Read chapters 13-19 of Huckleberry Finn. Use the resources below to facilitate your comprehension of these chapters.
Chapter 13 (Google Text pages 98-105)
Listen to Chapter 13
Summary of Chapter 13: Getting into the rowboat that the murderers themselves were planning to get away in, Huck and Jim hurriedly hurl themselves into the little boat and finally get away from the whole fiasco. They find their raft further downstream as they pass a ferryboat with a watchman on deck. Huck, wanting to help the "rapscallions" who he and Jim had stranded, tells this man that he is from the wrecked steamboat (ironically named the Walter Scott) and that his family is still on board.
Later, Huck thinks to himself that the Widow Douglas would be quite proud of him for helping the men, since these are the kind, according to her, that most need helping.
Chapter 14--XIV (Google Text pages 106-111)
Listen to Chapter 14
Summary of Chapter 14: Looking through the supplies they had received from the wreck, Huck and Jim talk about the adventures they've just had. Through the course of the conversation, Huck admits that Jim "had an uncommon level head, for a nigger." This shows that some of Huck's assumptions about Jim are beginning to change.
Next, perhaps the most comical scene in the book takes place as Huck and Jim discuss the nature of kings and dukes. Huck, who has read more about them in his books, explains to Jim that kings don't do any work, but still get to have as much of anything as they want. Jim's knowledge of kings is limited to "King Sollermun." The two have a humorous conversation about him, and this leads into a discussion of languages, Jim not understanding the nature of different languages. This all serves to show Huck that Jim, though he may have an "uncommon level head," is incredibly ignorant and stubborn.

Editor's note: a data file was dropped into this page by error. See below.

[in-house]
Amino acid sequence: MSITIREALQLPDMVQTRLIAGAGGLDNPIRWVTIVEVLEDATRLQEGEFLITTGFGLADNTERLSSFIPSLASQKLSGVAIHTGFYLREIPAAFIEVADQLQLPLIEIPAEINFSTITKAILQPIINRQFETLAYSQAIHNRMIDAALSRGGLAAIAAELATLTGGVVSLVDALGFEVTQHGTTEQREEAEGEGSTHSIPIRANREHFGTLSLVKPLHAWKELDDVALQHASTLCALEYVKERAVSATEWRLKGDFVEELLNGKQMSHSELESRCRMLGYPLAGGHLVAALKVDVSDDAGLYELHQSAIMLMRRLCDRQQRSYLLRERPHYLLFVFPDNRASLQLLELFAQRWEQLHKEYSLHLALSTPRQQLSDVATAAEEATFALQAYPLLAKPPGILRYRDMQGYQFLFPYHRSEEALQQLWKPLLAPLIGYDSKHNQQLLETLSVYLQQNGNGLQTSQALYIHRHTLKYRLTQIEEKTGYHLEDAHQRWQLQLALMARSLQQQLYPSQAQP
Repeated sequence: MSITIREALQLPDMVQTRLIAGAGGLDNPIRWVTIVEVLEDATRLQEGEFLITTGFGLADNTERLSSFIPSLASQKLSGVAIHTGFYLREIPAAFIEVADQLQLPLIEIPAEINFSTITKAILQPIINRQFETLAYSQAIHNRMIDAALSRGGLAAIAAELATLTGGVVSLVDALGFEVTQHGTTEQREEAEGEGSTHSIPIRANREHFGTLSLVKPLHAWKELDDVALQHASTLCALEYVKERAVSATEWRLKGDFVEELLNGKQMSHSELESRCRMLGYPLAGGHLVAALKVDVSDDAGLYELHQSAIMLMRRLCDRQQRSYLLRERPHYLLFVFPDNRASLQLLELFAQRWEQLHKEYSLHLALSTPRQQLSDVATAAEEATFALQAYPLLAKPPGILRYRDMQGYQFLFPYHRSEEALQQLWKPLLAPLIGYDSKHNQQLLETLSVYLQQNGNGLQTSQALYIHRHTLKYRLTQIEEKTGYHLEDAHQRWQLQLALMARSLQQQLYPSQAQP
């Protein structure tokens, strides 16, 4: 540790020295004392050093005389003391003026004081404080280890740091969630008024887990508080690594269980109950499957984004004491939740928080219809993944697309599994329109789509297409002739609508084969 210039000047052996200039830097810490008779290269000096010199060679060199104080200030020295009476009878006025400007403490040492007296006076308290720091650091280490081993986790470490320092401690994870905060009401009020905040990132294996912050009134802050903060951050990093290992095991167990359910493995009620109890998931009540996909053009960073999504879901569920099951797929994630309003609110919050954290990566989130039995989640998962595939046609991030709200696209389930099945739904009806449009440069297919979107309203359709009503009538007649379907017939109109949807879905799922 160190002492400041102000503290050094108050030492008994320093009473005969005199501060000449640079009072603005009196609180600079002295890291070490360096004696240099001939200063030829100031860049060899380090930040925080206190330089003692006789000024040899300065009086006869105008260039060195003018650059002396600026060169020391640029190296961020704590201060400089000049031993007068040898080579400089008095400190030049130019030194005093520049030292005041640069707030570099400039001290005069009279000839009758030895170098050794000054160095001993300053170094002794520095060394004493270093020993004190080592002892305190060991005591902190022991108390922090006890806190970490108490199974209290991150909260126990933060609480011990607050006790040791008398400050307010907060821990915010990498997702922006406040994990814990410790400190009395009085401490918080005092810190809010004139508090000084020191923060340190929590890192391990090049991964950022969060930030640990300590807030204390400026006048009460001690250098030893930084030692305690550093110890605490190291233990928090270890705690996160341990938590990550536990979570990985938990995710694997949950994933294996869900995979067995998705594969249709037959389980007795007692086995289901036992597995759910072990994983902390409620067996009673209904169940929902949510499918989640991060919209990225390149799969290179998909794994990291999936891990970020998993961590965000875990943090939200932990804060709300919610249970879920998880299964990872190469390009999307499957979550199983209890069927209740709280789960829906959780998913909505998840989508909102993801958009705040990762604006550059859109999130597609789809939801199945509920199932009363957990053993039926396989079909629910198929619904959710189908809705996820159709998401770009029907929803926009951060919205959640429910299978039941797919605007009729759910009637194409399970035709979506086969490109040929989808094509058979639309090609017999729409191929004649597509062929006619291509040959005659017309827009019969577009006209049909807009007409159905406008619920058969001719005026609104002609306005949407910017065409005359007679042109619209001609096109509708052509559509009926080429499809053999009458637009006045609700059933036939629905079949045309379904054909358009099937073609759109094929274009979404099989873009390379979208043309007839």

Chapters 15-16 XV-XVI (Google Text pages 112-120)
Listen to Chapter 15
Listen to Chapter 16
Summary of Chapter 15: Still planning on getting into the free states of the North, Jim and Huck continue their journey. Eventually the two get separated from each other, and Jim comes to believe that Huck has died. When Huck finds Jim a bit later, Jim is surprised but happy to see him again.
Summary of Chapter 16:Believing themselves to be close to freedom now, Huck begins to feel guilty for having helped Jim escape. Southern society has taught him that freeing a slave is a sin, and Huck starts to worry that he will go to hell.
Being forced to postpone these thoughts for later, however, Huck is confronted by men who are looking for fugitive slaves. Wanting to search the raft for the slaves, the men begin to row out to it. Huck, however, ingeniously dissuades the men from such action by telling them that his father is onboard and has smallpox. Instead of helping, the men give Huck some money in charity.
Later, now night, Huck and Jim jump overboard and are separated when a much larger vessel cuts their little raft into two pieces. Huck nearly drowns, but manages to reach shore, not having heard any sign of Jim.
Watch and listen to discussion of chapters 15-16. You are encouraged to take notes.
Chapter 17 XVII (Google Text pages 146-162)
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Chapter 17 Summary: Now on land, Huck walks a few paces before he hears a male voice yelling at him from a nearby house window. Apparently he has reached the Grangerford family headquarters. When asked who he is, Huck tells the man that his name is George Jackson and that he has just fallen off the steamboat. Taking him inside, the man examines Huck by candlelight, convinced that he isn't a Shepherdson, the name of the family with which the Grangerfords are feuding.
The Grangerford family takes Huck in, and he admits that they were really nice. The ironic thing is, despite their obsession with feuding, the family seems to be very religious. Twain obviously uses this to further his indictment of religion.This section of the novel makes the reader think about the contrast between the life on shore verses the river. What might the raft represent to Huck and Jim?
Note all of the interesting characters that Huck and Jim come across on their journey. Most of the time Twain is using these characters to satirize certain groups of society. Think about who Twain is satirizing and why.
What does Buck say when Huck asks him how the feud between the Shepherdsons and the Grangerfords got started? What is ironic about Buck's reponse?
Chapter 18 XVIII (Google Text pages 146-162)
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Chapter 18 Summary:
Chapter 19 XIX (Google Text pages 163-174)
Listen to chapter 19